Catherine Sedgwick’s A New England Tale is the story of Jane a young woman who is cast into a family where she is looked down upon, but through her trial and tribulations remains strong in her faith in God. Jonathan Edwards’ sermon Sinners in the Hands of an Angry God focuses on those who lose faith and overlook the power of God’s hand, and by doing so will be sent to hell to repent their sins. Throughout the novel by Sedgwick and the sermon by Edwards it is the importance of moving forwards in life while staying faithful and true to God without sin remains the focus of the pieces.
Edwards’ focus is on those in his congregation that have and are sinning. Those that are damned to hell, but believe that they live a life that will let them fool God and get them into hell. Edwards believes that only a worshiper will be able to get into the good graces of God by remaining a religious person. He state
“How dreadful is the state of those that are daily and hourly in danger of this great wrath and infinite misery! But this is the dismal case of every soul in this congregation that has not been born again, however moral and strict sober and religious they may otherwise be.” (435)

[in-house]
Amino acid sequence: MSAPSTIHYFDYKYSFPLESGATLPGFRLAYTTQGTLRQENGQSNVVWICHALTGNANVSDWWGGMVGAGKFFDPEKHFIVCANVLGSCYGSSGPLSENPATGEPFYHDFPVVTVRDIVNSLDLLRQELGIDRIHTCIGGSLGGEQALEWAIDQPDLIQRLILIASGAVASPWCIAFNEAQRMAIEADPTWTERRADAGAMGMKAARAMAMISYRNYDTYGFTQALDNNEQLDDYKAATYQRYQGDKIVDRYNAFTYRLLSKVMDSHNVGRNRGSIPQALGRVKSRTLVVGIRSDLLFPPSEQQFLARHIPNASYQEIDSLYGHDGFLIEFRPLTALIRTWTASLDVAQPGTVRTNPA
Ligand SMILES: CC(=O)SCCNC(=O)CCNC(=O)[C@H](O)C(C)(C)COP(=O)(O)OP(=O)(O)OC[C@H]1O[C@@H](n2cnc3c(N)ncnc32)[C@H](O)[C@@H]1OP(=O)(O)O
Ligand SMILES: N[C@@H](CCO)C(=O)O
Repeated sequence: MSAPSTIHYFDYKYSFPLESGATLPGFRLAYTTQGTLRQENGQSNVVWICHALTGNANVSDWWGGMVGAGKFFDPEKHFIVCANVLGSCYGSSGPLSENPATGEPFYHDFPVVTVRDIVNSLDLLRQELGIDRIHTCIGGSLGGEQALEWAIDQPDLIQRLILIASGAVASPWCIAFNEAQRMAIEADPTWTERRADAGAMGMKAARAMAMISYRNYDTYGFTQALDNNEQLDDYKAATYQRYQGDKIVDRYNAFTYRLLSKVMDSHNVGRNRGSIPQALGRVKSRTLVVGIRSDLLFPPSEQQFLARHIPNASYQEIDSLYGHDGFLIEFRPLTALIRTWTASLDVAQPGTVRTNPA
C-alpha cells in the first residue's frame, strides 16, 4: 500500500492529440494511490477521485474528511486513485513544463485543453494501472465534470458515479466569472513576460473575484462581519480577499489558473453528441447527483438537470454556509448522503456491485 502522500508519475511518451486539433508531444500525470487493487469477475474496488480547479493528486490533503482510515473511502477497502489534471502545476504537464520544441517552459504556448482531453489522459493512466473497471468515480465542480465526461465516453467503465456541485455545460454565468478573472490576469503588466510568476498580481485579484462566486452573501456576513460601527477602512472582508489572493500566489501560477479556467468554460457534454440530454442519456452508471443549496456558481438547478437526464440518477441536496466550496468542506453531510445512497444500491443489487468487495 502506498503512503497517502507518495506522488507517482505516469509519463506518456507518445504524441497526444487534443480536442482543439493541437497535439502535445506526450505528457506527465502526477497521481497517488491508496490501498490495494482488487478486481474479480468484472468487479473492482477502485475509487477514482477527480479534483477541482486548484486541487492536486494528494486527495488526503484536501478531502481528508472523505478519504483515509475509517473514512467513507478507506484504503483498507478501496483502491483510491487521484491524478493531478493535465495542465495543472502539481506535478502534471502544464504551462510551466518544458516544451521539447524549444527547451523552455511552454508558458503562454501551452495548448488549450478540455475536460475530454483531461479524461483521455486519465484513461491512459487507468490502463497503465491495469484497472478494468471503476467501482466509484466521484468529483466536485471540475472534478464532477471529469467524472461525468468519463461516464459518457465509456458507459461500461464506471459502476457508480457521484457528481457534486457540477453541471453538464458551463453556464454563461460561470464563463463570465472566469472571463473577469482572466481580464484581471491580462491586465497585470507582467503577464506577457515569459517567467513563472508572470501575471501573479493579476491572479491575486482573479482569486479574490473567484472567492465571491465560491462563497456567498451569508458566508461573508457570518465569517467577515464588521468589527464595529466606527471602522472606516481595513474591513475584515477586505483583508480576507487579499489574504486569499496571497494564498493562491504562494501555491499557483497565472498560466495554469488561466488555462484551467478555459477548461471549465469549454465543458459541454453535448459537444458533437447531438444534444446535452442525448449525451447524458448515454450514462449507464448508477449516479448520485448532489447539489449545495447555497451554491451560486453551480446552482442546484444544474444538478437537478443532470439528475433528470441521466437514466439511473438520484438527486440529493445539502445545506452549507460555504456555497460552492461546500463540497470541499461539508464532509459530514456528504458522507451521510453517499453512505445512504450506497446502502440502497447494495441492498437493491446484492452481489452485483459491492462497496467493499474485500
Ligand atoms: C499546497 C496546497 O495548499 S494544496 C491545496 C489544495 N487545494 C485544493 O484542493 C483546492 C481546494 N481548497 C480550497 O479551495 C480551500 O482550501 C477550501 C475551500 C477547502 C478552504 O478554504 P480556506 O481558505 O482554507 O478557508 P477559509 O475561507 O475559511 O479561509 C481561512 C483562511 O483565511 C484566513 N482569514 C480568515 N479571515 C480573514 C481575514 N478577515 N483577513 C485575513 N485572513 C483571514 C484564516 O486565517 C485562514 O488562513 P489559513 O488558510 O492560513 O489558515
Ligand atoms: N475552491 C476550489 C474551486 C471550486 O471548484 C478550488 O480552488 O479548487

Edwards believes that in order for his followers to be saved they must not only believe but also live a life dedicated to the word of God and to repent all that they have done to move forward and remain in God’s good graces. In Sedgwick’s Novel we listen to the advice Marry gives to Jane when she state
“But my child do not be down-hearted there has One ‘taken you up who will not leave you, nor forsake you.’ The fires may be about you but they will not kindle on you.’ Make the bible your counsellor; you will always find some good word there, that will be a bright light to you in the darkest night: and do not forget the daily sacrifice of prayer; for, as the priest under the old covenant were nourished by a part of what they offered, so, when the sacrifice of praise is sent upward by the broken and contrite heart, there is a strength cometh back upon our own souls: blessed be his name, it is what the world cannot give.”(Sedgwick 19)
In the case of Mary and Jane, Mary is telling to turn to god, repent what she has done and pray for what is to come and God will be good to her and fill her will strength and potency. In both cases to gain this strength or power that comes from God one must look to him and share with him your sins and fears. By doing this God will guide you to the next step and save you from the evils of the world around.
The idea of Sins and sinning is also a concept that comes up in both the novel and the sermon. Sedgwick introduces a dancer to the town of -------- . When this happens the town erupts and “[s]ome clergy denounced the impending sin from their pulpits. One said that he searched the Bible from Genesis to Revelation, and could not find a text that expressively treated of that enormity, but that was manifestly because it was a sin to heinous...